Materials and methods

Human specimens

Duodenal biopsies were obtained as previously described.9 Fetal tissues were obtained from elective abortions and gestational age was determined by ultrasonic measurement of the diameter of the skull or the femur. Thymic material was obtained as surgical tissue discards from four children without immunological abnormalities (2, 5, 7 and 8 months old) undergoing cardiac surgery. Thymocytes were isolated as described19 and stored at −80C until further analysis.

All specimens were obtained after informed consent, medical ethical commission approval and in accordance with the local ethical guidelines of the VU Medical Center in Amsterdam (adult duodenal biopsies), the Leiden University Medical Center (paediatric duodenal biopsies) or the Erasmus MC in Rotterdam (fetal intestine, thymuses) and in accordance with the declaration of Helsinki.

Cell lines and cell culture

RCDII cell lines P1, P2, P3 and P4 were isolated from duodenal biopsies of patients with RCDII and maintained as described.9 Control cell lines for P1 were a CD4+ T-cell line (P1-CD4) and a CD8+ T-cell line (P1-CD8) isolated from the same biopsy as the RCDII cell line P1. A CD4+ T-cell clone (P3-CD4) and a CD8+ T-cell line (P1-CD8) was isolated from the same biopsy as the RCDII cell line P1 or P3, respectively. T-IEL lines (CD4+ and CD8+T: IEL1–5) were isolated from four patients with CD and one patient with Crohn's disease, as described for RCDII lines. IEL1-CD4 was derived from IEL1, IEL5-CD8 from IEL5. NK cells were negatively selected from peripheral blood mononuclear cells (PBMCs) by depletion using MACS beads (Miltenyi, Bergisch Gladbach, Germany).

RCDII lines and T cells were restimulated with mixed irradiated allogeneic PBMCs, 1 μg/ml phytohaemagglutinin, 20 Cetus units/ml interleukin (IL)-2 (Proleukin, Chiron corporation, Emeryville, California, USA) and 10 ng/ml IL-15 (R&D systems Europe, Abingdon, UK) approximately every 4 or 2 weeks, respectively and maintained on 10% normal human serum (NHS) containing 10 ng/ml IL-15 and 20 Cetus units/ml IL-2. After isolation, NK cells were cultured for 2 weeks in AMV-I medium containing 10% NHS and IL-15 (10 ng/ml).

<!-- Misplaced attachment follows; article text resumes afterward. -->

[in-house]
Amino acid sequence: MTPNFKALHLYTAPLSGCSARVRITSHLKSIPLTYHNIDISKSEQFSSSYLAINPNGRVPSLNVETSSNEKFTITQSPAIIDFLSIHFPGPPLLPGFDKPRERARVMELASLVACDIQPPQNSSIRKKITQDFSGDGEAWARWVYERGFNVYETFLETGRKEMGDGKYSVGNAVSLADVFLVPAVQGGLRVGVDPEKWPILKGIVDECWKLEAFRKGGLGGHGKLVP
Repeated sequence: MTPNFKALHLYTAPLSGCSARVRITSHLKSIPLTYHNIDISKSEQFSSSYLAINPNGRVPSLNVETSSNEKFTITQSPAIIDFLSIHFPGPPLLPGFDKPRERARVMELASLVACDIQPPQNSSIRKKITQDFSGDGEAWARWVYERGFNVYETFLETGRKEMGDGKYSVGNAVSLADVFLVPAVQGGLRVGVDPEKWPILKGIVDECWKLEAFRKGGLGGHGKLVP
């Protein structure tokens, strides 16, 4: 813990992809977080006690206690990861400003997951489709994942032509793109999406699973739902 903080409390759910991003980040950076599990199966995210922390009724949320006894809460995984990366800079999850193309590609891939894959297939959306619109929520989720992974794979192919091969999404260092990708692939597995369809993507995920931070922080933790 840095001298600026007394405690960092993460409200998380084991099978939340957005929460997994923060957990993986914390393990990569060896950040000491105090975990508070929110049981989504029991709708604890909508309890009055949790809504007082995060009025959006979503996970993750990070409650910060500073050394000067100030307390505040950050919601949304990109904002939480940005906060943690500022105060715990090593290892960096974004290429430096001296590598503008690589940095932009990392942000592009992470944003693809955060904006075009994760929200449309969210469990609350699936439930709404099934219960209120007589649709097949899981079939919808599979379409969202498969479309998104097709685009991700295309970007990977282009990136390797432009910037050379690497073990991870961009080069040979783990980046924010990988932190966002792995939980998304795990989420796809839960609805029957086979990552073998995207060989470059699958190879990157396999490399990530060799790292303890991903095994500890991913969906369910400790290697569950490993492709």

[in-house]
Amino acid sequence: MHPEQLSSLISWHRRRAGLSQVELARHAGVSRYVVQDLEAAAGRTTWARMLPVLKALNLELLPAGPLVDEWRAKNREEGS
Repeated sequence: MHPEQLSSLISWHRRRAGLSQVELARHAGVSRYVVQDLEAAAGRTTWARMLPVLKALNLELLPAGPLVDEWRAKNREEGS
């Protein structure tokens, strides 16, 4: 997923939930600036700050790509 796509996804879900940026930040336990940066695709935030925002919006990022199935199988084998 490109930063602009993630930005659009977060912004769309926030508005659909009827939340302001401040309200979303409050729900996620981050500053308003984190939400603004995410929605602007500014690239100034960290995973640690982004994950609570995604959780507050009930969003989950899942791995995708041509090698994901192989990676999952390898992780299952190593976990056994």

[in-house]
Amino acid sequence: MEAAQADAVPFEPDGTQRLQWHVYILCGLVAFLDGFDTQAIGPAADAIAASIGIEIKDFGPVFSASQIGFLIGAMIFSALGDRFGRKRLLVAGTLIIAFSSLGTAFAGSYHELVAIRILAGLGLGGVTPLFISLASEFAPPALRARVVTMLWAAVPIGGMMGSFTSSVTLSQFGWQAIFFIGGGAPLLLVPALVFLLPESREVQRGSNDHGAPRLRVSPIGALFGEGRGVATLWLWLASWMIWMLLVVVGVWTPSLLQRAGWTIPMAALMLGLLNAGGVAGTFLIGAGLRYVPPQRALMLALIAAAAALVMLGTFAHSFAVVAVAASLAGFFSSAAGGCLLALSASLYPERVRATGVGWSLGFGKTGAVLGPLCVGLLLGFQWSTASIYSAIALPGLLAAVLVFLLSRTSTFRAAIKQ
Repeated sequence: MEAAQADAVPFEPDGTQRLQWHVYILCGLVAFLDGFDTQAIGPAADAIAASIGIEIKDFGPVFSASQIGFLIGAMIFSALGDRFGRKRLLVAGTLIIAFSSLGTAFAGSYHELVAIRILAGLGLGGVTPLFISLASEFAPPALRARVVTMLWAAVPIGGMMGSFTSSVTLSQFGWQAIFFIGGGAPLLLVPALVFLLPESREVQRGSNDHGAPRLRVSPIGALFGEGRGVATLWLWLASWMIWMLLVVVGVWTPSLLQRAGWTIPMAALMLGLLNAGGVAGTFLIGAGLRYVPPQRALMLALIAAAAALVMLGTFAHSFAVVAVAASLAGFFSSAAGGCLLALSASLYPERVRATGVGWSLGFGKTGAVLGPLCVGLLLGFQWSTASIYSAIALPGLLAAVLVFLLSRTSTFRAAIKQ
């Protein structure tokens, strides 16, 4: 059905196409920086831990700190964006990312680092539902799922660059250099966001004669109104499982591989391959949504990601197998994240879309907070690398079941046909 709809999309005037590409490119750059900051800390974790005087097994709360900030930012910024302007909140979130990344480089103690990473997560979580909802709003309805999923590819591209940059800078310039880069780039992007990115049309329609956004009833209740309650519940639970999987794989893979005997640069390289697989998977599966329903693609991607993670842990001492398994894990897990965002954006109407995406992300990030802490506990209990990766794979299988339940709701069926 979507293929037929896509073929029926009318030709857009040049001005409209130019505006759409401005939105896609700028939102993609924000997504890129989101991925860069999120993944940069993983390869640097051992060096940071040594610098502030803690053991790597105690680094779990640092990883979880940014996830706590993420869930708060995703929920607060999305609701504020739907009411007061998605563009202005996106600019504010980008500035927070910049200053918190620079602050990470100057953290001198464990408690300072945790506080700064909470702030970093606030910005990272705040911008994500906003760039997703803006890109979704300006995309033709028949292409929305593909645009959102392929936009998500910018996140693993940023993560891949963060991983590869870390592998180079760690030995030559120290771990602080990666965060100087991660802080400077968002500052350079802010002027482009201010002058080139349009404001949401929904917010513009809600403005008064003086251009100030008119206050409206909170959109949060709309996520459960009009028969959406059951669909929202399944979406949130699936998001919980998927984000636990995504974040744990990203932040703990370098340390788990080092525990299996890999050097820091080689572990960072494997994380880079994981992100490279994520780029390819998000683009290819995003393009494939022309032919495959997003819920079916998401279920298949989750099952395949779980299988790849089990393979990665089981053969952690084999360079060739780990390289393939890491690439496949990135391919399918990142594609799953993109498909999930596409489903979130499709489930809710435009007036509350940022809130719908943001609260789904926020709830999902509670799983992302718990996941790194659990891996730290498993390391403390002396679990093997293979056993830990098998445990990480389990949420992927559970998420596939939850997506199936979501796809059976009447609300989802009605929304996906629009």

Isolation of cells from duodenal biopsy specimen for flow cytometry

Cells were isolated from two or three duodenal biopsies by treatment with 1 mM DTT (Fluka, Buchs, Switzerland) for 20 min followed by the addition of 1 mM EDTA (Merck, Darmstadt, Germany) under rotation for 2 h at 37C. Since DTT incubation decreases CD103 expression20 all CD45+ cells were considered IELs. The IELs were then washed with phosphate-buffered saline (PBS) containing 0.5% fetal calf serum (FCS) and fixed for 10 min at 4°C with PBS containing 0.1% paraformaldehyde and 0.5% FCS. After washing the cells were kept at 4°C until flow cytometric analysis.

Antibodies and flow cytometry

Fluorochrome-labelled antibodies specific for CD1a, CD2, CD3, CD4, CD5, CD6, CD7, CD8α, CD11a, CD16, CD18, CD25, CD27, CD28, CD30, CD31, CD33, CD34, CD38, CD40, CD44, CD45RA, CD45RO, CD54, CD56, CD62L, CD94, CD103, CD117, CD122, CD152, CD154, CD161, CD226, integrin β7, killer-cell immunoglobulin-like receptor (KIR)-3DL1 and NKG2D were purchased from BD Biosciences (San Jose, California, USA). Fluorochrome-labelled antibodies specific for CD8β, KIR2DL2/DL3/DS2, KIR2DL1/2DS1, KIR2DS4, KIR3DL1, CD244, NKp30, NKp44 and NKp46 were purchased from Beckman Coulter (Fullerton, California, USA). Fluorochrome-labelled antibodies specific for IL-15Rα, KIR2DL3, KIR2DL4, NKG2A and NKG2C were purchased from R&D systems. Anti-CD19 was from Exbio (Vestec, Czech Republic), anti-CD14 from Immunotools (Friesoythe, Germany), anti-CD7, CD127, CD45 and Ki-67 were from eBioscience (San Diego, California, USA) and anti-CD52 was from Genzyme (Cambridge, UK). The anti-KIR2DS2/2DL3 antibody was a kind gift from Dr C Retiere,21 the anti-KIR3DL2 antibody from Dr D Pende22 and the anti-KIRDL5 antibody from Dr C Vilches.23 For antibody clone names see table 1.